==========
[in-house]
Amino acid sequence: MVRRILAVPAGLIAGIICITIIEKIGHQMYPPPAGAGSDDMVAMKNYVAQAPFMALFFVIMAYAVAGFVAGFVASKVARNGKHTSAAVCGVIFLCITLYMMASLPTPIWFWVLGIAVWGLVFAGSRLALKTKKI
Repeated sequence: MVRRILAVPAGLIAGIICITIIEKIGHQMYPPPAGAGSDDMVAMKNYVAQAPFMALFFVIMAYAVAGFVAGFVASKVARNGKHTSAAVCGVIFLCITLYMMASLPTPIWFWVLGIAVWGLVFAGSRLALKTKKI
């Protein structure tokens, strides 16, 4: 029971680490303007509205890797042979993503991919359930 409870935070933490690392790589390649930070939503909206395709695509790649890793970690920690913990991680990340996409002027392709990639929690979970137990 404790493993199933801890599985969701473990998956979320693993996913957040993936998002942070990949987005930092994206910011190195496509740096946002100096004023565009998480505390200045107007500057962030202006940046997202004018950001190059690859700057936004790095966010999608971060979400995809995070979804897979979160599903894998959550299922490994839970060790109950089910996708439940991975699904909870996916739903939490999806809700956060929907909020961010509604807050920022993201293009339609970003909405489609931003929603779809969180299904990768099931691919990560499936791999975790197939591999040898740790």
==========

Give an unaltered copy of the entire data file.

[in-house]
Amino acid sequence: MVRRILAVPAGLIAGIICITIIEKIGHQMYPPPAGAGSDDMVAMKNYVAQAPFMALFFVIMAYAVAGFVAGFVASKVARNGKHTSAAVCGVIFLCITLYMMASLPTPIWFWVLGIAVWGLVFAGSRLALKTKKI
Repeated sequence: MVRRILAVPAGLIAGIICITIIEKIGHQMYPPPAGAGSDDMVAMKNYVAQAPFMALFFVIMAYAVAGFVAGFVASKVARNGKHTSAAVCGVIFLCITLYMMASLPTPIWFWVLGIAVWGLVFAGSRLALKTKKI
């Protein structure tokens, strides 16, 4: 029971680490303007509205890797042979993503991919359930 409870935070933490690392790589390649930070939503909206395709695509790649890793970690920690913990991680990340996409002027392709990639929690979970137990 404790493993199933801890599985969701473990998956979320693993996913957040993936998002942070990949987005930092994206910011190195496509740096946002100096004023565009998480505390200045107007500057962030202006940046997202004018950001190059690859700057936004790095966010999608971060979400995809995070979804897979979160599903894998959550299922490994839970060790109950089910996708439940991975699904909870996916739903939490999806809700956060929907909020961010509604807050920022993201293009339609970003909405489609931003929603779809969180299904990768099931691919990560499936791999975790197939591999040898740790």